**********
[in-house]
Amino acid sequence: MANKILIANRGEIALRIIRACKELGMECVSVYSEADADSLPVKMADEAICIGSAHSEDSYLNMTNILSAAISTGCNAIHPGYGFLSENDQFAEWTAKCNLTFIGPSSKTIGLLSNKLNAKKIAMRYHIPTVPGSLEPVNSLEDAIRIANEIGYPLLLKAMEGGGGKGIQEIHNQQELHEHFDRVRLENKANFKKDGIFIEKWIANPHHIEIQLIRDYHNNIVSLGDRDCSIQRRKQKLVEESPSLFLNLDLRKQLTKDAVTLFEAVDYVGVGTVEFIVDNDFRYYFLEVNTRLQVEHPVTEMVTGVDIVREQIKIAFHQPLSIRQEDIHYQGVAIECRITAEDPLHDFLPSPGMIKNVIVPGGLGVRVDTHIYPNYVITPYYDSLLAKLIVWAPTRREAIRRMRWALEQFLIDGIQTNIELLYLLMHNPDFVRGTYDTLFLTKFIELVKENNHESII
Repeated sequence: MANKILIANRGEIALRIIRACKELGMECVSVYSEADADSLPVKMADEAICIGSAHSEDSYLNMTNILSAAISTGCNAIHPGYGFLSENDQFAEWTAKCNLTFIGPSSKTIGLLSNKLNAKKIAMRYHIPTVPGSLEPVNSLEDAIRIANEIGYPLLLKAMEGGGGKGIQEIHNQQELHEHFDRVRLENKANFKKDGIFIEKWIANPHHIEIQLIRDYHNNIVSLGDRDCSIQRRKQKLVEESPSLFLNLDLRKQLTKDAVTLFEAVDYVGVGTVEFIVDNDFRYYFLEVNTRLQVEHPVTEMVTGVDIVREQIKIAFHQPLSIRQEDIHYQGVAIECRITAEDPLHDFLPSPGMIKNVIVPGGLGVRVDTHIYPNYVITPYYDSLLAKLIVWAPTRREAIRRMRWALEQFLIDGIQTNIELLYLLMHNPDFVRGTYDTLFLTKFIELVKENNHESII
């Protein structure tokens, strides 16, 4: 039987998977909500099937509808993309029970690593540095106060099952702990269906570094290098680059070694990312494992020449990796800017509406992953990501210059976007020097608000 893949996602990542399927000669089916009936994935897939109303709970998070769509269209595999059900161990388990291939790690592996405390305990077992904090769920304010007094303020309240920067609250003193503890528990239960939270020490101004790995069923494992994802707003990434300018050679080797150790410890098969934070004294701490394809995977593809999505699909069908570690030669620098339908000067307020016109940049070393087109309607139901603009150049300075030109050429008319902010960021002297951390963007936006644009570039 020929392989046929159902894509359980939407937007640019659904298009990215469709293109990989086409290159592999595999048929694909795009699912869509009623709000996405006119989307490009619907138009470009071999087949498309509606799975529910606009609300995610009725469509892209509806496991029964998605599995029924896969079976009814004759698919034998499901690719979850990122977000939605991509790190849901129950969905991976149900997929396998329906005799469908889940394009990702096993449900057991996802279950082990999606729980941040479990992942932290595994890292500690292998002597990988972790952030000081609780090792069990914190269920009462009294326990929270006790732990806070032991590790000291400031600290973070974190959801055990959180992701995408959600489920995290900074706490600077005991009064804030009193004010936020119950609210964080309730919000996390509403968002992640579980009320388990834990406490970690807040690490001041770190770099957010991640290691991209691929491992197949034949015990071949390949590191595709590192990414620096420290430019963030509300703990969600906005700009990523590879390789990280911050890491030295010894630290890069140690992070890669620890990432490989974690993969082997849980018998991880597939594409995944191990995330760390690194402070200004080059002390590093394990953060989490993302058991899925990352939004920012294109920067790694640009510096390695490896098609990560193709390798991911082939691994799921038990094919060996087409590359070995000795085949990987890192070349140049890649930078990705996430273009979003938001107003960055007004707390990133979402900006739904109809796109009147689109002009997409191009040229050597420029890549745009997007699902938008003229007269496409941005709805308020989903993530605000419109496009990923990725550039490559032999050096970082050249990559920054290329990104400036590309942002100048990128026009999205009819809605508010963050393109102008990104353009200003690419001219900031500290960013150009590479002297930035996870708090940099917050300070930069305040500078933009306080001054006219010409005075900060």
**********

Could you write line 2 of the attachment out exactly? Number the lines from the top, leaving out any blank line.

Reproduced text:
Amino acid sequence: MANKILIANRGEIALRIIRACKELGMECVSVYSEADADSLPVKMADEAICIGSAHSEDSYLNMTNILSAAISTGCNAIHPGYGFLSENDQFAEWTAKCNLTFIGPSSKTIGLLSNKLNAKKIAMRYHIPTVPGSLEPVNSLEDAIRIANEIGYPLLLKAMEGGGGKGIQEIHNQQELHEHFDRVRLENKANFKKDGIFIEKWIANPHHIEIQLIRDYHNNIVSLGDRDCSIQRRKQKLVEESPSLFLNLDLRKQLTKDAVTLFEAVDYVGVGTVEFIVDNDFRYYFLEVNTRLQVEHPVTEMVTGVDIVREQIKIAFHQPLSIRQEDIHYQGVAIECRITAEDPLHDFLPSPGMIKNVIVPGGLGVRVDTHIYPNYVITPYYDSLLAKLIVWAPTRREAIRRMRWALEQFLIDGIQTNIELLYLLMHNPDFVRGTYDTLFLTKFIELVKENNHESII